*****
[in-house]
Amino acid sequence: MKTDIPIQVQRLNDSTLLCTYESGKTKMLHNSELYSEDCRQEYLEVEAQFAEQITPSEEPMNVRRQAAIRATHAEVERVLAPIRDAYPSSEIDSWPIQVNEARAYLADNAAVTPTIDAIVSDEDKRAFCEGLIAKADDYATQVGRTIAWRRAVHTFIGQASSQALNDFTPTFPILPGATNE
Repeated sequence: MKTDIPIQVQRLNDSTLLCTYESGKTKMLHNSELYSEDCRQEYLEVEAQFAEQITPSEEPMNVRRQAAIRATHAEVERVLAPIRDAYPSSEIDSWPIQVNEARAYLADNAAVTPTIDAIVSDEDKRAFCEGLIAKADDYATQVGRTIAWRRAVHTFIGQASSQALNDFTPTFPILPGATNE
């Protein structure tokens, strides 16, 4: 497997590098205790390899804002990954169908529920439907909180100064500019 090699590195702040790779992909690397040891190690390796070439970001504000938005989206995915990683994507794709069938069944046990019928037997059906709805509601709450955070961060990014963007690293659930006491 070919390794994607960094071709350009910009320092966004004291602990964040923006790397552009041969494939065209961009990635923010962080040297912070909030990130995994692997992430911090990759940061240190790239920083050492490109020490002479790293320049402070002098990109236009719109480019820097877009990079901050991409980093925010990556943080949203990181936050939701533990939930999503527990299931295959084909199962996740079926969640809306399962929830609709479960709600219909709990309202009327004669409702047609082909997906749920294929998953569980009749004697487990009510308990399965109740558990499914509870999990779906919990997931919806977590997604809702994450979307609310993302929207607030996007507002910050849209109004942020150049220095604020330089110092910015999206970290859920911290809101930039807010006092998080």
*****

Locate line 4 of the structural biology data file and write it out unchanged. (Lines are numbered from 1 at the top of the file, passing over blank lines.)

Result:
């Protein structure tokens, strides 16, 4: 497997590098205790390899804002990954169908529920439907909180100064500019 090699590195702040790779992909690397040891190690390796070439970001504000938005989206995915990683994507794709069938069944046990019928037997059906709805509601709450955070961060990014963007690293659930006491 070919390794994607960094071709350009910009320092966004004291602990964040923006790397552009041969494939065209961009990635923010962080040297912070909030990130995994692997992430911090990759940061240190790239920083050492490109020490002479790293320049402070002098990109236009719109480019820097877009990079901050991409980093925010990556943080949203990181936050939701533990939930999503527990299931295959084909199962996740079926969640809306399962929830609709479960709600219909709990309202009327004669409702047609082909997906749920294929998953569980009749004697487990009510308990399965109740558990499914509870999990779906919990997931919806977590997604809702994450979307609310993302929207607030996007507002910050849209109004942020150049220095604020330089110092910015999206970290859920911290809101930039807010006092998080």